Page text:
Bipolar Romantic Relationships: Dating and Marriage
Whether you or your loved one has bipolar disorder, you can learn to make the relationship work.
Healing a Troubled Relationship
Having a relationship when you live with bipolar disorder is difficult. But
it's not impossible. It takes work on the part of both partners to make sure
the marriage survives.
The first step is to get diagnosed and treated for your condition. Your
doctor can prescribe mood stabilizing medications, such as Lithium,
with antidepressants to help control your symptoms. Therapy
with a trained psychologist or social worker is also important. With therapy
you can learn to control the behaviors that are putting stress on your
relationship. Having your spouse go through therapy with you can help him or
her understand why you act the way you do and learn better ways to react.
"I think the more a partner can learn about these things, the better role he
or she can play," Haltzman says. "Being involved in treatment can really help
make the treatment for bipolar disorder a collaborative effort. And it will
actually increase the sense of bonding."
Though you may want to crawl into your self-imposed cocoon when you're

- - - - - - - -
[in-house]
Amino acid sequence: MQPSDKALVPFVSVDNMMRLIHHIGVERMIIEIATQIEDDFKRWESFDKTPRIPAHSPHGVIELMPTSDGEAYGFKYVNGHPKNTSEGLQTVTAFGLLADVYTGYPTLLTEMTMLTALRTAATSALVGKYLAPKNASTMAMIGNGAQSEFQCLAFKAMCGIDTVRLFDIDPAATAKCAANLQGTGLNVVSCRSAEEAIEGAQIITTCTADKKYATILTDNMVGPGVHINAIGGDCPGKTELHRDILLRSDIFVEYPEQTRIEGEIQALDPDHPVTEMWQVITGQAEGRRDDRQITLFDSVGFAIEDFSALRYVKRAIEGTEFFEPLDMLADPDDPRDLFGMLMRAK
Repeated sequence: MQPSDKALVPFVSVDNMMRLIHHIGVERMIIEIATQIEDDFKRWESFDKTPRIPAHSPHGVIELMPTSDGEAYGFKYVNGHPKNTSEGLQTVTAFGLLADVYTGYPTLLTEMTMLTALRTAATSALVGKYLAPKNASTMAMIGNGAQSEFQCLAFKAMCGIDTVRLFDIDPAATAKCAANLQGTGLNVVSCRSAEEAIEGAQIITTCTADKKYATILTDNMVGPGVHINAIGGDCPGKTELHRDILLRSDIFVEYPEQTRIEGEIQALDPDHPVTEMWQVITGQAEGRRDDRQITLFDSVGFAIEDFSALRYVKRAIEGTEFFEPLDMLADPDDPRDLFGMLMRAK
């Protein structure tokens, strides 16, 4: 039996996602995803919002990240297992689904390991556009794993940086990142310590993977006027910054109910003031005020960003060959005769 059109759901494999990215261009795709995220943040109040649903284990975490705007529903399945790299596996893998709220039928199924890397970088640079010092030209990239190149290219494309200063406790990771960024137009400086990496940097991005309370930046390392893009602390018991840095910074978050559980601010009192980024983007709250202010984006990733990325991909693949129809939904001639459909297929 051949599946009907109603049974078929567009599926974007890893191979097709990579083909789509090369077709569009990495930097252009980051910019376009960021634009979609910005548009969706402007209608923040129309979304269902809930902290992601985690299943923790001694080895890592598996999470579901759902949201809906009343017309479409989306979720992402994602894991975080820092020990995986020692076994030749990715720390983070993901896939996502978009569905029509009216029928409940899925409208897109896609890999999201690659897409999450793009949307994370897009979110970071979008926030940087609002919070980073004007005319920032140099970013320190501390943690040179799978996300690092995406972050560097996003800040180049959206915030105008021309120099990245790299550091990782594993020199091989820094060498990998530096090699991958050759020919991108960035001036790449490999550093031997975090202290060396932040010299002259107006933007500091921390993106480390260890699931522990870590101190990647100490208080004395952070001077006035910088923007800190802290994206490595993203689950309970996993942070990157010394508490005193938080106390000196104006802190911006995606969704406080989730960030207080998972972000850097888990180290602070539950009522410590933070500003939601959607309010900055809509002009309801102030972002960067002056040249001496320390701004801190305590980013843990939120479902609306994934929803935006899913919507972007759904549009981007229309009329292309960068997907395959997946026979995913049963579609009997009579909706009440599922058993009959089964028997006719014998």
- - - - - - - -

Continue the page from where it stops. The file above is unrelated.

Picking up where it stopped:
depressed, and feel like you're on top of the world when you're manic, it's
important to accept help when it's offered. "I think," Haltzman says, "it
sometimes helps to have a contract." With this contract, you can decide ahead
of time under which circumstances you will agree to let your partner help
For the spouse of the bipolar person, knowing when to offer help involves
recognizing how your partner is feeling. "You really have to work at it to
understand what the other person is going through," McNulty tells WebMD. "And
you have to be alert to their moods." McNulty is now remarried to a woman who
also has bipolar disorder. When one of them notices that the other is starting
to slide into depression, he or she will ask, "How do you feel?" and "What do
you need from me?" This gentle offering helps keep both partners on track.
Here are a few other ways to help relieve some of the stress on your
- Take your medication as prescribed. And keep all of your appointments with
your health care provider.
- Take a marriage education class.
- Manage your stress in whatever way works for you, whether it's writing in a
journal, taking long walks, or listening to music. Try to balance work with
more enjoyable activities.
- Stick to a regular sleep cycle.
- Eat healthfully and exercise
- Avoid alcohol and caffeine.
If you ever think about hurting yourself or committing suicide, get help immediately.